Robert Kirkman’s Skybound Entertainment has announced exclusive merchandise for Comic-Con International that includes the Invincible Compendium One hardcover, The Walking Dead comic series PVC figure packs, and a limited-edition Peavey Predator full-size guitar with art by The Walking Dead artist Charlie Adlard.
Considering this year marks the 10th anniversary of The Walking Dead, the PVC figures ($15 each or $100 for all nine) and the guitar ($500) are only the beginning of the items from the long-running horror/survival series. There’s also the Compendium Two hardcover with gold foil ($100), the Skybound-exclusive McFarlane Toys Governor action figure in riot gear ($25), and the “Horde” watch from Vannen, featuring more art by Adlard ($75).
Robert Kirkman’s Skybound Entertainment has partnered with Internet Explorer to launch Thief of Thieves Experience, an interactive website based on the Image Comics crime series.
The official announcement, which debuted on MTV’s Splash Page, avoids calling the project a game. Instead it’s described as “a fully immersive, multi-touch website that allows fans of Thief of Thieves to become fully engaged in a heist.” Of course, they’ll have to use Internet Explorer 10 to fully, um, experience Thief of Thieves Experience, which permits users to create a new identity and hone their larceny skills on their way to pulling off the big heist.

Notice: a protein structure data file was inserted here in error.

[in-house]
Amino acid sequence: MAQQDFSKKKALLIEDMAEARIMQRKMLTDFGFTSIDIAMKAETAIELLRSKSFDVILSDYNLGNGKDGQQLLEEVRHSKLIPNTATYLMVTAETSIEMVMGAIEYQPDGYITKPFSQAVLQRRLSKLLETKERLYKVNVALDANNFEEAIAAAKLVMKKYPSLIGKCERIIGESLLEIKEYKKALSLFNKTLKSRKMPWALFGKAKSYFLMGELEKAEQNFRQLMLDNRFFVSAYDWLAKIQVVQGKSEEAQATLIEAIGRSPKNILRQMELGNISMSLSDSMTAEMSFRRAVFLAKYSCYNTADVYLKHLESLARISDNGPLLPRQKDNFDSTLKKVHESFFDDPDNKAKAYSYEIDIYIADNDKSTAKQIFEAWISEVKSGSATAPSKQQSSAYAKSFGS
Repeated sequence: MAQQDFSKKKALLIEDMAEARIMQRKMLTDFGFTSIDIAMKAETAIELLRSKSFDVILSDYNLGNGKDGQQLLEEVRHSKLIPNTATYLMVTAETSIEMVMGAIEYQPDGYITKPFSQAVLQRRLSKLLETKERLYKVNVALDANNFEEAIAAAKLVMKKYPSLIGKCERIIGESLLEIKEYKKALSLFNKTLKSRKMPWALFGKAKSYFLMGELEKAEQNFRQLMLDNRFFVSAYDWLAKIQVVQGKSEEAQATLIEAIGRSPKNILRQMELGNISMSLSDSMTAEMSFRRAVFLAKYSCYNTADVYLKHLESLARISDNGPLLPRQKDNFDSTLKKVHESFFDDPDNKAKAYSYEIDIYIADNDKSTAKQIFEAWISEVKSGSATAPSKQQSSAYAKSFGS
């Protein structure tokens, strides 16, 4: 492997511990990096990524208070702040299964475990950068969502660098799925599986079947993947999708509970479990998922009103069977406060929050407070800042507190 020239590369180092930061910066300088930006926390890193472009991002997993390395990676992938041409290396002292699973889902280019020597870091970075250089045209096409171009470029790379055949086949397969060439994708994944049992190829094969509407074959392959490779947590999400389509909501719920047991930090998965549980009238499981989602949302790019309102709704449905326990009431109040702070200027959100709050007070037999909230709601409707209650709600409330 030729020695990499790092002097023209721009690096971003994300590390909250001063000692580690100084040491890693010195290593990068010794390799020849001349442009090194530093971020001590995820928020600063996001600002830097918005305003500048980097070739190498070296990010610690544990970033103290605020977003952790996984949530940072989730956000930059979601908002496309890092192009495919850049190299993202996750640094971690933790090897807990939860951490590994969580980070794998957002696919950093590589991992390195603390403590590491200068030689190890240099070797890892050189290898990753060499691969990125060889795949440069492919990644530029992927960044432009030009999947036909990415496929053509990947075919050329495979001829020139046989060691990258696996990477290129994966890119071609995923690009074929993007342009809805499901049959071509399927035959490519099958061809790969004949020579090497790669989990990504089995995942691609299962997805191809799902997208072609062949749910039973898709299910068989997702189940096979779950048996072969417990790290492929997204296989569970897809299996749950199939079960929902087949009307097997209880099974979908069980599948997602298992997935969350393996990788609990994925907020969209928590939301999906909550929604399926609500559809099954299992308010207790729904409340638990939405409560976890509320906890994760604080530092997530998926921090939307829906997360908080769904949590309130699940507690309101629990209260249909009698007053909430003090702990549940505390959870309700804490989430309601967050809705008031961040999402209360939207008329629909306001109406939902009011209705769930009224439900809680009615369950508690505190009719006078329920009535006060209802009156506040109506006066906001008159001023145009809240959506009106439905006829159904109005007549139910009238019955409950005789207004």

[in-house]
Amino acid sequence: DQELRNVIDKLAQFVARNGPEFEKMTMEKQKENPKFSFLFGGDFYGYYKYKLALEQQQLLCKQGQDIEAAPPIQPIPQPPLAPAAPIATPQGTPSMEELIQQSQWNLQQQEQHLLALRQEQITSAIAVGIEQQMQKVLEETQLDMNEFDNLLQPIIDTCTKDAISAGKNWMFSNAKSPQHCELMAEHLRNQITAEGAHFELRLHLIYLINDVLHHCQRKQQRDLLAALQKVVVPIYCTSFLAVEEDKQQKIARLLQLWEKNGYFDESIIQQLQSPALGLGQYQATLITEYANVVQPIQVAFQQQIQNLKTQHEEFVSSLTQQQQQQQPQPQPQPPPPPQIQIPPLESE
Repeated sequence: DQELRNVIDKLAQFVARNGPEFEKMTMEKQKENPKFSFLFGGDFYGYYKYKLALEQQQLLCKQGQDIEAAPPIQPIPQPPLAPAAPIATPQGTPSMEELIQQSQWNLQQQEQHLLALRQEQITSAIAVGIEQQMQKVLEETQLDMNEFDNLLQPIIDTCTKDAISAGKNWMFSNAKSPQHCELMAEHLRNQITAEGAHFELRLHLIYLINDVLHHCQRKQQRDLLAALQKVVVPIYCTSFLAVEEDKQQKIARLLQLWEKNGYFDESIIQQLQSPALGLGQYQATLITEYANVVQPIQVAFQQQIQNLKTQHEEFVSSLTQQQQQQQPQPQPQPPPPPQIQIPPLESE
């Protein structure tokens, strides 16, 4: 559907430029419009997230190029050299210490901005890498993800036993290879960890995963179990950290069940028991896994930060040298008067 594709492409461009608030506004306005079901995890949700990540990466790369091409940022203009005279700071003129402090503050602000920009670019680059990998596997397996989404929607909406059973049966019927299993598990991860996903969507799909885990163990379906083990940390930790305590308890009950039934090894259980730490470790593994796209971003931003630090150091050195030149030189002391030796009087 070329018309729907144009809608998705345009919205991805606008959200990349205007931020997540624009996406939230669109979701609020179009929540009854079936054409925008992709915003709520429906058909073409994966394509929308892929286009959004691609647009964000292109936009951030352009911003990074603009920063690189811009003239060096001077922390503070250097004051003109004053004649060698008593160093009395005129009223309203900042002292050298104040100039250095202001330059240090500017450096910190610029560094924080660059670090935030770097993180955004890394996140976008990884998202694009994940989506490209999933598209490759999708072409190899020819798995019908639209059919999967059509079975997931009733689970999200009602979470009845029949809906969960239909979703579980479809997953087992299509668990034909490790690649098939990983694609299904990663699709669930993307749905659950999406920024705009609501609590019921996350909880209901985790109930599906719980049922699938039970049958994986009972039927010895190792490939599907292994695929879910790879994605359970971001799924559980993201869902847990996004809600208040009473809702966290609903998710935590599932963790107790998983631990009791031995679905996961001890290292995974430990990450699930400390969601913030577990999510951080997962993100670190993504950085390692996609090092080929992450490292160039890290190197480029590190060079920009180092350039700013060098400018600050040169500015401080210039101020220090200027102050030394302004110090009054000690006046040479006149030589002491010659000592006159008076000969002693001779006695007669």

Robert Kirkman and Skybound Entertainment will debut a new digital hub for the hit Walking Dead franchise on Sunday, timed to coincide with the midseason premiere of the television adaptation.
According to USA Today, TheWalkingDead.com will contain information about the long-running Image Comics series, the AMC drama and the growing list of games (which include the recent Telltale episodic series, the Walking Dead: Assault app and Activision’s upcoming Survival Instinct). In addition, there will be special-event updates, wikis for character biographies, and, of course, a store for exclusive merchandise. At the moment, fans have to visit multiple websites for that information.
AMC’s The Walking Dead returns Sunday at 9 p.m. ET/PT on AMC. The Walking Dead #107, by Kirkman, Charlie Adlard and Cliff Rathburn, goes on sale Wednesday.
Diamond Comic Distributors this week released its lists of the bestselling comics and graphic novels of 2012, and ahead of all the expected big titles from Marvel and DC was The Walking Dead by Robert Kirkman, Tony Moore, Charlie Adlard and Cliff Rathburn. While the splashy headline is that The Walking Dead‘s 100th issue is the bestselling comic of the year — possibly of the past 15 years — what makes the achievement so remarkable is that the success is so thorough and consistent.